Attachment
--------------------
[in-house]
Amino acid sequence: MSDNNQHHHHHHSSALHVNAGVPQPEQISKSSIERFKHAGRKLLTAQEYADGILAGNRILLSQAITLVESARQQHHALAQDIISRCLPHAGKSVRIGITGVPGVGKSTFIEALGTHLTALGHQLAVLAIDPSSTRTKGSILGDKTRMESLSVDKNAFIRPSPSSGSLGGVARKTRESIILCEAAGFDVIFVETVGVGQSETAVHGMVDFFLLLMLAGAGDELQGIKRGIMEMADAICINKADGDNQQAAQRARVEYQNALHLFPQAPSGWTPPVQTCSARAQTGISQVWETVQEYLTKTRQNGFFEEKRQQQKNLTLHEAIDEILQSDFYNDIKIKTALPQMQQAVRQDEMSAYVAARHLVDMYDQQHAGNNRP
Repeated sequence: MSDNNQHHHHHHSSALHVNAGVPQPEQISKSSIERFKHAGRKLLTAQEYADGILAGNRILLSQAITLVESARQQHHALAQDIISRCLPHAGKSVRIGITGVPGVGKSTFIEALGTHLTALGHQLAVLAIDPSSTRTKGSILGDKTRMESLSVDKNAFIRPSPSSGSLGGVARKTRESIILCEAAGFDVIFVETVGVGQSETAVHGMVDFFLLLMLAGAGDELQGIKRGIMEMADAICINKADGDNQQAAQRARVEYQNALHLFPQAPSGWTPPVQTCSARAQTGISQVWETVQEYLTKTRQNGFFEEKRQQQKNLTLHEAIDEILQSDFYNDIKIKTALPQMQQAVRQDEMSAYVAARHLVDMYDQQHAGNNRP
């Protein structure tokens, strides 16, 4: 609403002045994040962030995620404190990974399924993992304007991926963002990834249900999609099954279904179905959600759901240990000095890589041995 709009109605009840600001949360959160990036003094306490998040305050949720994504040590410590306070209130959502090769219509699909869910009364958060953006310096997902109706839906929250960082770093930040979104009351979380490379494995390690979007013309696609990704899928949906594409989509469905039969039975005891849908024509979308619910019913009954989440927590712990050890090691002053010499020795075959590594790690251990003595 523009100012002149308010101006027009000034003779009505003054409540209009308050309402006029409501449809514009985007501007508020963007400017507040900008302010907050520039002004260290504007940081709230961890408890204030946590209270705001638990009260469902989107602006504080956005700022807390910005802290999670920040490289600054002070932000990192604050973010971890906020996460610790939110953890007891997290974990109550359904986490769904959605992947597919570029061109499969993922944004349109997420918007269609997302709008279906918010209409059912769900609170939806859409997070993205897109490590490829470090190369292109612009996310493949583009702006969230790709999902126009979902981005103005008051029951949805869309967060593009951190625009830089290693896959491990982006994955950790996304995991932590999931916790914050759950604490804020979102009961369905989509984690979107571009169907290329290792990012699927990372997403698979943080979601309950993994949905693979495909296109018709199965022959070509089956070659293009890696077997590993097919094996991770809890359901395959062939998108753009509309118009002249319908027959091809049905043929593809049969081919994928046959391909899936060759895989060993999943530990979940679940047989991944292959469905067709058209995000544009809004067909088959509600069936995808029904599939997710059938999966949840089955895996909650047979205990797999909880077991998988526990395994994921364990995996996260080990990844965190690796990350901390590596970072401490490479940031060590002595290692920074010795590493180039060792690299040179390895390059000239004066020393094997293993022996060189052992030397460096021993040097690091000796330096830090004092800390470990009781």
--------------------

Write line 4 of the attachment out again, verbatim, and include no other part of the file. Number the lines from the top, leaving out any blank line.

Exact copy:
């Protein structure tokens, strides 16, 4: 609403002045994040962030995620404190990974399924993992304007991926963002990834249900999609099954279904179905959600759901240990000095890589041995 709009109605009840600001949360959160990036003094306490998040305050949720994504040590410590306070209130959502090769219509699909869910009364958060953006310096997902109706839906929250960082770093930040979104009351979380490379494995390690979007013309696609990704899928949906594409989509469905039969039975005891849908024509979308619910019913009954989440927590712990050890090691002053010499020795075959590594790690251990003595 523009100012002149308010101006027009000034003779009505003054409540209009308050309402006029409501449809514009985007501007508020963007400017507040900008302010907050520039002004260290504007940081709230961890408890204030946590209270705001638990009260469902989107602006504080956005700022807390910005802290999670920040490289600054002070932000990192604050973010971890906020996460610790939110953890007891997290974990109550359904986490769904959605992947597919570029061109499969993922944004349109997420918007269609997302709008279906918010209409059912769900609170939806859409997070993205897109490590490829470090190369292109612009996310493949583009702006969230790709999902126009979902981005103005008051029951949805869309967060593009951190625009830089290693896959491990982006994955950790996304995991932590999931916790914050759950604490804020979102009961369905989509984690979107571009169907290329290792990012699927990372997403698979943080979601309950993994949905693979495909296109018709199965022959070509089956070659293009890696077997590993097919094996991770809890359901395959062939998108753009509309118009002249319908027959091809049905043929593809049969081919994928046959391909899936060759895989060993999943530990979940679940047989991944292959469905067709058209995000544009809004067909088959509600069936995808029904599939997710059938999966949840089955895996909650047979205990797999909880077991998988526990395994994921364990995996996260080990990844965190690796990350901390590596970072401490490479940031060590002595290692920074010795590493180039060792690299040179390895390059000239004066020393094997293993022996060189052992030397460096021993040097690091000796330096830090004092800390470990009781």